BOSTON -- Transportation officials sketched out plans to spend $17.2 billion on capital projects over the next five years and approved a new policy to continue the old practice of paying certain MBTA employees through the capital budget.
The MBTA has 230 employees being paid out of its capital budget and state law calls for them to be move off. The agency has been hoping lawmakers will grant a reprieve from that requirement. The MBTA has moved more than 300 employees off capital budgets and officials say the ones that remain spend their days performing work directly associated with capital projects.
The T's $8 billion portion of the capital budget would include $938 million for track, signal and power upgrades, $416 million for bridge and tunnel work, and $1.2 billion for the Green Line Extension over the next five years.
On the Massachusetts Department of Transportation side, the plan anticipates spending a total of $9.2 billion, including $928 million for highway pavement, $1.4 billion for highway construction, and $180.6 million for the construction of multi-use paths.
With initial approval by the MBTA Fiscal and Management Control Board and the MassDOT Board, transportation officials will now solicit public feedback on the plan, starting with a meeting Tuesday in Mattapan. The last scheduled meeting on the plan is May 31 in Fitchburg.
At the T, the Baker administration has sought to balance the operating budget while also devoting more money toward capital improvements that officials say are needed to improve the level of service.
The agency has improved its ability to move projects off of the drawing board and into reality, according to MBTA General Manager Luis Ramirez, who touted the $2.1 billion in capital commitments made in fiscal 2018 compared to about $110 million in fiscal 2016. The fiscal 2018 figure includes $1 billion for the Green Line Extension, $368 million for a new fare payment system, and $100 million for vehicles. Commitments are considered a leading indicator for future spending, according to the T.
"We now have a pipeline of projects," said Ramirez, who told reporters the T is trying to improve its "say:do ratio."
The T has so far spent $567 million in fiscal 2018, and another $175 million worth of capital work has been completed but not yet paid for, according to the T.
The MBTA and MassDOT use a rolling five-year capital plan to determine construction and procurement priorities and Transportation Secretary Stephanie Pollack said the plan given initial approval Monday is largely in keeping with last year's version.
"It does not include a lot of changes from last year's plan," Pollack said.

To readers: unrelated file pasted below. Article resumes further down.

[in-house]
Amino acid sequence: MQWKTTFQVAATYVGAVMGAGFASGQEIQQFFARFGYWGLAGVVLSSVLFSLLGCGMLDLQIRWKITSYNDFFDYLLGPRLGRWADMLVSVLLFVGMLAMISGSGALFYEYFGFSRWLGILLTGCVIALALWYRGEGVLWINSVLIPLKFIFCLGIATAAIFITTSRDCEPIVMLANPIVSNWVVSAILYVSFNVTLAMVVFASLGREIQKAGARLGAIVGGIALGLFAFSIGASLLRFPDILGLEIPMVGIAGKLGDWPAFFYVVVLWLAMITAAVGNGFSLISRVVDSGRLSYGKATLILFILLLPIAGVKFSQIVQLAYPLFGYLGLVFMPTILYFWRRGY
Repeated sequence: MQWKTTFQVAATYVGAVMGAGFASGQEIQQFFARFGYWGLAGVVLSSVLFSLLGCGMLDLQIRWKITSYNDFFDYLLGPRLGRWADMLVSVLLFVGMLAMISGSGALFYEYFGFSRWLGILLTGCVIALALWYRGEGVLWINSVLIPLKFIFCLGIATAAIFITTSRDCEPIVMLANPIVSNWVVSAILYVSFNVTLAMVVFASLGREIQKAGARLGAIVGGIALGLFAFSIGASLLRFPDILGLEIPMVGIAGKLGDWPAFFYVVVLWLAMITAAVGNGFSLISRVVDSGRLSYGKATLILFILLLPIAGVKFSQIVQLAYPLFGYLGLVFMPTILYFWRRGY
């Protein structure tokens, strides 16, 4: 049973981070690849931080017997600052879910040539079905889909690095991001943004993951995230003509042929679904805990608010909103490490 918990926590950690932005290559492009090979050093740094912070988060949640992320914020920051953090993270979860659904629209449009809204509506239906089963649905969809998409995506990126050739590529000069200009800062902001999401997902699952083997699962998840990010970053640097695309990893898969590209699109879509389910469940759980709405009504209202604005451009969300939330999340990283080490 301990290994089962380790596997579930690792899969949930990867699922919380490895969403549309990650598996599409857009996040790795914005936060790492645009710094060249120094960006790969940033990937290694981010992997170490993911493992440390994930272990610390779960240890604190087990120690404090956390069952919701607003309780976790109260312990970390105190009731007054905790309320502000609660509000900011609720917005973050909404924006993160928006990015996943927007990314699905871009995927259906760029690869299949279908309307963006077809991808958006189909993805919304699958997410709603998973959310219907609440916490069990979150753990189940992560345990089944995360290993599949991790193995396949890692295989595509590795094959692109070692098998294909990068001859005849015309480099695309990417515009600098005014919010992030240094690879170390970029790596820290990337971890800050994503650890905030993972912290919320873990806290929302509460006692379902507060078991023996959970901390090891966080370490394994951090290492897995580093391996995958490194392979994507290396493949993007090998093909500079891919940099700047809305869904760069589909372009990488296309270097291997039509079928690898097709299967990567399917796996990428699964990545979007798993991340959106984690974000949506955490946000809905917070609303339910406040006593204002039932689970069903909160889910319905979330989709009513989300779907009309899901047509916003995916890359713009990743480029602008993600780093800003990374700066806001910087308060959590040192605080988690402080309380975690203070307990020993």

The new five-year plan is $234 million larger than the capital investment plan for fiscal 2018-22.
Federal funding makes up $4 billion of the revenue sources for MassDOT projects over the next five years and $3.6 billion for MBTA projects.
The T will pursue other federal funding opportunities, according to Samantha Silverberg, the senior director of capital planning, who said that a federal grant program that had been financed at around $500 million and known as TIGER grants is now called BUILD and financed at $1.5 billion.
Under the policy adopted by the T control board on Monday, the T would be able to finance the salaries of employees who work exclusively on capital projects through the capital budget, and only bond proceeds from specific standalone projects such as the Green Line Extension and South Coast Rail could be used to pay salaries.
The use of capital funds for T employees is an emerging area of disagreement between the House and Senate. Without relief from the existing statutory requirement to move employees off the capital budget, the T would take a roughly $27 million hit to its roughly $2 billion fiscal 2019 budget.
The House did not grant that relief and Rep. William Straus, the House chairman of the Transportation Committee, criticized the practice on the floor.
"We should not be bonding for current employees. That was a bad practice that had been done unfortunately on a bipartisan basis by different administrations over decades," Straus said, during budget deliberations in April. "We continue that effort to shift these employees to the annual appropriation."
The House budget would sent the T more funding to cover its additional salary costs.
The budget bill that the Senate will take up next week would allow the T to keep certain employees on the capital budget subject to written policy such as the one adopted Monday.
No employees would need to move from the capital to the operating budget under the policy the T adopted Monday, according to Ramirez.
MBTA Control Board Chairman Joe Aiello said he thought the new policy "seems to respond to the concerns" from the Legislature.